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I am having a terrible time trying to replace values in a numpy array and running up against a very strange behavior I was hoping someone could explain. Essentially I want to do a crossing over operation in a genetic algorithm. Here's a simple example. I have a 2 X 10 array, and want all the values in row 1 up to column 5 to be swapped with the values in row 2 up to column 5. Here's the code:

z=np.random.uniform(low=0,high=1,size=(2,10))
zcopy = z
print z

[[ 0.77488523  0.39966358  0.63233664  0.77093136  0.04102615  0.98984184
0.43402537  0.0910648   0.28037032  0.76654885]
[ 0.49980878  0.28161905  0.71972029  0.01208004  0.87851569  0.16853681
0.96325992  0.90886083  0.12344231  0.83665396]]

z[1,range(4)] = zcopy[0,range(4)]
print z

[[ 0.77488523  0.39966358  0.63233664  0.77093136  0.04102615  0.98984184
0.43402537  0.0910648   0.28037032  0.76654885]
[ 0.77488523  0.39966358  0.63233664  0.77093136  0.87851569  0.16853681
0.96325992  0.90886083  0.12344231  0.83665396]]

As you can see it's just copied all of row 1 into both rows. But, if I don't specify a subset of another array but just give it say integers it works perfectly

z[1,range(4)] = range(4)
print z
[[ 0.77488523  0.39966358  0.63233664  0.77093136  0.04102615  0.98984184
0.43402537  0.0910648   0.28037032  0.76654885]
[ 0.          1.          2.          3.          0.87851569  0.16853681
0.96325992  0.90886083  0.12344231  0.83665396]]

I'm rather perplexed. Does anyone have any idea how to work around this?

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I don't see that it has copied all of row 1 into both rows. The numbers are different after the second print z. Can you clarify what you mean? –  tinman Jul 5 '12 at 21:36
    
@tinman, look again. In the first example, the numbers in the first four columns are identical after z[1,range(4)] = zcopy[0,range(4)]. –  senderle Jul 5 '12 at 21:42
    
@senderle: that's what you'd expect isn't it? The op said it's just copied all of row 1 into both rows but it's not all of row 1, it's only the first 4 columns. But his comment further down about why zcopy has changed too makes me think I've missed something. –  tinman Jul 5 '12 at 22:19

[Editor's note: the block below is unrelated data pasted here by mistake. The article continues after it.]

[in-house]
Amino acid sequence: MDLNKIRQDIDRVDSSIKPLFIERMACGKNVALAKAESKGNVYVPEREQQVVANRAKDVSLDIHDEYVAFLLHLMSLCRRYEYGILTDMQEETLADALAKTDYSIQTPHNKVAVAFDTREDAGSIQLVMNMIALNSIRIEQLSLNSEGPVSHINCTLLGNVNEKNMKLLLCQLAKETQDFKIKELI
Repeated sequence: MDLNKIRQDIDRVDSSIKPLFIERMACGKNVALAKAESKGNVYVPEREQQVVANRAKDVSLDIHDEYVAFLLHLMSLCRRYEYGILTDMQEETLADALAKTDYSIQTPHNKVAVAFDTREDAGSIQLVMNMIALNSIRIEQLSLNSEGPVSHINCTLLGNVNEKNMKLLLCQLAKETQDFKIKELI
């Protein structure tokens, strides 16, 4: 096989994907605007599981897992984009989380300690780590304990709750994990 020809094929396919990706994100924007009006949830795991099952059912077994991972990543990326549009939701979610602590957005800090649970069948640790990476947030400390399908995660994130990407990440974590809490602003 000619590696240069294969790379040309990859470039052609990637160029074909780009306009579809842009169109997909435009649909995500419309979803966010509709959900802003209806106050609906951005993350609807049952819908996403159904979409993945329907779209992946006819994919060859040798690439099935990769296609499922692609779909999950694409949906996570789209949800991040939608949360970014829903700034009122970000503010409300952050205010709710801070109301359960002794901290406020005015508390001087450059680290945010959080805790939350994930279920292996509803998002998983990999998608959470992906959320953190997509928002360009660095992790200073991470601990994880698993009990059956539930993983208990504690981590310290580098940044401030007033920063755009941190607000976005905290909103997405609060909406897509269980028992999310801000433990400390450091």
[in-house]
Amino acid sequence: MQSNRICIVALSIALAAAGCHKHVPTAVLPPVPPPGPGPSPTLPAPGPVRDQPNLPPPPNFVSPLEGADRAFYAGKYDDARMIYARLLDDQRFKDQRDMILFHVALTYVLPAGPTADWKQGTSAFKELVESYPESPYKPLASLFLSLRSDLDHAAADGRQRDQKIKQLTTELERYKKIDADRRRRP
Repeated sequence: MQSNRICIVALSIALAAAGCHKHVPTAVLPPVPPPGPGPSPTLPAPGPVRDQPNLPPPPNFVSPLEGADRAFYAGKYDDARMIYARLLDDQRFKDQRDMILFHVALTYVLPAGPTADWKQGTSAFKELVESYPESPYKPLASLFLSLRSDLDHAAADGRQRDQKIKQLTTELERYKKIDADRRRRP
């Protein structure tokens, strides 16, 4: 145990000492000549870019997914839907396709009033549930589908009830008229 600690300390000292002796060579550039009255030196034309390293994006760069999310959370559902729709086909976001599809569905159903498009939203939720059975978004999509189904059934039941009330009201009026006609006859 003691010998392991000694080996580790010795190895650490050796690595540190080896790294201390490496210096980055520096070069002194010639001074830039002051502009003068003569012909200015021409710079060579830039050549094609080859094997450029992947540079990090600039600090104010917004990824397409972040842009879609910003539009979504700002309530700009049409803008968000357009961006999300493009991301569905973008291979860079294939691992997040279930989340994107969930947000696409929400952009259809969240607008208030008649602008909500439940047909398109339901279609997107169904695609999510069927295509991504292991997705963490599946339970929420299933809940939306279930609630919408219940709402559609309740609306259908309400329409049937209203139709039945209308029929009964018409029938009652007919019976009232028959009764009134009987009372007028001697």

@tinman, hmm, you're right, that is a bit confusing. –  senderle Jul 6 '12 at 0:26
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2 Answers 2

try this

z=np.random.uniform(low=0,high=1,size=(2,10))
z[:,range(4)] = z[::-1,range(4)]

before

[[ 0.30778241  0.04832341  0.616925    0.81325565  0.44578265  0.59024722 0.32147695  0.68434105  0.47430297  0.06256859]
 [ 0.58522801  0.23922353  0.15388696  0.46400394  0.33126422  0.54651948 0.34724277  0.46974174  0.68646707  0.62549495]]

after

[[ 0.58522801  0.23922353  0.15388696  0.46400394  0.44578265  0.59024722 0.32147695  0.68434105  0.47430297  0.06256859]
 [ 0.30778241  0.04832341  0.616925    0.81325565  0.33126422  0.54651948 0.34724277  0.46974174  0.68646707  0.62549495]]
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1  
What do the :: mean? –  DistribEcology Jul 5 '12 at 21:46
    
@DistribEcology good question! ::-1 basically give you a reversed indexing: from going [0,1] to [1,0]. –  nye17 Jul 5 '12 at 21:50
1  
Take a look at this post for more information about slicing -- which is what that's called. Also, you should probably take a look at the tutorial if you haven't encountered slicing yet. –  senderle Jul 5 '12 at 21:52
    
Thanks, I'll take a look at that. –  DistribEcology Jul 5 '12 at 22:02
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There seem to be two questions here.

  1. "Why doesn't zcopy = z make a copy?"
  2. "Why doesn't z[1,range(4)] = zcopy[0,range(4)] swap the values in the first four columns?"

The answer to the first question is that assigning a value to a variable name in Python doesn't make a copy. A variable in Python is just a label for an object; giving the object a new label doesn't change the object itself at all. If you want to make a copy of a numpy array, specifically, you can use the copy method, which returns a new copy of the array. As in:

zcopy = z.copy()

The answer to the second question is that your code only assigns one set of values: z[1, range(4)]. If you want to change both rows, you have to assign to both rows! In many languages you'd do this with a tmp variable, but python provides an elegant way to swap values without needing temporary variables:

>>> z[1, range(4)], z[0, range(4)] = z[0, range(4)], z[1, range(4)]

nye17's answer is a bit cleaner, but it does the same thing.

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Right, this works, but a big part of my question is why do the values of zcopy get changed to be the same as z in my original question? I can't figure that out. –  DistribEcology Jul 5 '12 at 21:47
1  
Oh, well zcopy isn't really a copy, that's why; I didn't realize that was part of your question. Assigning an object to a variable name never makes a copy in Python. Both z and zcopy refer to the same numpy object. If you want to make a copy of z, use z.copy(). But you'll still have the same problem, because you're overwriting one row but leaving the other unchanged. –  senderle Jul 5 '12 at 21:48
    
@DistribEcology zcopy isn't a physical copy in the sense that it only provides as reference to the same memory that stores the z array. –  nye17 Jul 5 '12 at 21:51
    
Ahh, that explains it. I'm moving to numpy from R and falling into the trap of trying to do this in python the exact same way I would in R. Thanks for the tips. –  DistribEcology Jul 5 '12 at 22:01
    
@DistribEcology on a side note, it's a rare event that ppl in bio statistics convert from R to Python....;-) –  nye17 Jul 5 '12 at 22:20
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